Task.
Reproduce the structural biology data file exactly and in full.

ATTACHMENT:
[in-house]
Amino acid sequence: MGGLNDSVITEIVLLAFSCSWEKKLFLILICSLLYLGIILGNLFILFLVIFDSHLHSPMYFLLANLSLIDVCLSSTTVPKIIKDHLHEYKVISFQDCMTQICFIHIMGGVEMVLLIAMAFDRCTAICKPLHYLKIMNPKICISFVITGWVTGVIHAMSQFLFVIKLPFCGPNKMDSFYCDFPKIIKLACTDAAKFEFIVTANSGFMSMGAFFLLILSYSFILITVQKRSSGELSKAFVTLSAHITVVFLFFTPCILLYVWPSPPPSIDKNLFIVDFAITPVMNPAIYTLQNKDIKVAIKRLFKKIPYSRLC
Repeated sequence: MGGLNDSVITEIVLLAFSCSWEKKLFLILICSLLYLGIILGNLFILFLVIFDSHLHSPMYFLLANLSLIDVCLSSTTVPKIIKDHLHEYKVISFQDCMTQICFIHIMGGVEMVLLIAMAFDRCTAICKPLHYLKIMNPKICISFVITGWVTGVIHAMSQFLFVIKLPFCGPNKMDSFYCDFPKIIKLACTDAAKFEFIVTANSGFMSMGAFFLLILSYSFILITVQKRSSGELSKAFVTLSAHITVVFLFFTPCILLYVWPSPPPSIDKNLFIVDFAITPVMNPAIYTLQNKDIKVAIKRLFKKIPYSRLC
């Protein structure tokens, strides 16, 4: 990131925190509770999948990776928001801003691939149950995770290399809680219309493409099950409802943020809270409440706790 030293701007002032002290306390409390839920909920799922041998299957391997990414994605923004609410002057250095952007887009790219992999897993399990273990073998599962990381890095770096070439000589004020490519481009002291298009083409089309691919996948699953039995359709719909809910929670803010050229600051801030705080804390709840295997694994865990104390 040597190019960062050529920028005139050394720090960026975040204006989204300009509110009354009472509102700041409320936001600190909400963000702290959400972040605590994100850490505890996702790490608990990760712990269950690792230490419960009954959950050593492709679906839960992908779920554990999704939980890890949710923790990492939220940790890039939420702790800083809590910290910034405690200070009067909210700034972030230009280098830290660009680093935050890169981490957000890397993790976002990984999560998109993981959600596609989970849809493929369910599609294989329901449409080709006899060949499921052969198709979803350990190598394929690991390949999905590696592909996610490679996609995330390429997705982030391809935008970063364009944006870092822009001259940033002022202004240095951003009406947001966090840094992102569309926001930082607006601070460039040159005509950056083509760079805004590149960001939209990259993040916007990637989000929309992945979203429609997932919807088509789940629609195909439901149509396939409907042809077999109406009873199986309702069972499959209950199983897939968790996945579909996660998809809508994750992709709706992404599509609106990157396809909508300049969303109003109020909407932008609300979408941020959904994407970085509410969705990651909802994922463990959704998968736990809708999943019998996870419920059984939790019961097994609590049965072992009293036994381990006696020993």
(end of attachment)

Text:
[in-house]
Amino acid sequence: MGGLNDSVITEIVLLAFSCSWEKKLFLILICSLLYLGIILGNLFILFLVIFDSHLHSPMYFLLANLSLIDVCLSSTTVPKIIKDHLHEYKVISFQDCMTQICFIHIMGGVEMVLLIAMAFDRCTAICKPLHYLKIMNPKICISFVITGWVTGVIHAMSQFLFVIKLPFCGPNKMDSFYCDFPKIIKLACTDAAKFEFIVTANSGFMSMGAFFLLILSYSFILITVQKRSSGELSKAFVTLSAHITVVFLFFTPCILLYVWPSPPPSIDKNLFIVDFAITPVMNPAIYTLQNKDIKVAIKRLFKKIPYSRLC
Repeated sequence: MGGLNDSVITEIVLLAFSCSWEKKLFLILICSLLYLGIILGNLFILFLVIFDSHLHSPMYFLLANLSLIDVCLSSTTVPKIIKDHLHEYKVISFQDCMTQICFIHIMGGVEMVLLIAMAFDRCTAICKPLHYLKIMNPKICISFVITGWVTGVIHAMSQFLFVIKLPFCGPNKMDSFYCDFPKIIKLACTDAAKFEFIVTANSGFMSMGAFFLLILSYSFILITVQKRSSGELSKAFVTLSAHITVVFLFFTPCILLYVWPSPPPSIDKNLFIVDFAITPVMNPAIYTLQNKDIKVAIKRLFKKIPYSRLC
């Protein structure tokens, strides 16, 4: 990131925190509770999948990776928001801003691939149950995770290399809680219309493409099950409802943020809270409440706790 030293701007002032002290306390409390839920909920799922041998299957391997990414994605923004609410002057250095952007887009790219992999897993399990273990073998599962990381890095770096070439000589004020490519481009002291298009083409089309691919996948699953039995359709719909809910929670803010050229600051801030705080804390709840295997694994865990104390 040597190019960062050529920028005139050394720090960026975040204006989204300009509110009354009472509102700041409320936001600190909400963000702290959400972040605590994100850490505890996702790490608990990760712990269950690792230490419960009954959950050593492709679906839960992908779920554990999704939980890890949710923790990492939220940790890039939420702790800083809590910290910034405690200070009067909210700034972030230009280098830290660009680093935050890169981490957000890397993790976002990984999560998109993981959600596609989970849809493929369910599609294989329901449409080709006899060949499921052969198709979803350990190598394929690991390949999905590696592909996610490679996609995330390429997705982030391809935008970063364009944006870092822009001259940033002022202004240095951003009406947001966090840094992102569309926001930082607006601070460039040159005509950056083509760079805004590149960001939209990259993040916007990637989000929309992945979203429609997932919807088509789940629609195909439901149509396939409907042809077999109406009873199986309702069972499959209950199983897939968790996945579909996660998809809508994750992709709706992404599509609106990157396809909508300049969303109003109020909407932008609300979408941020959904994407970085509410969705990651909802994922463990959704998968736990809708999943019998996870419920059984939790019961097994609590049965072992009293036994381990006696020993």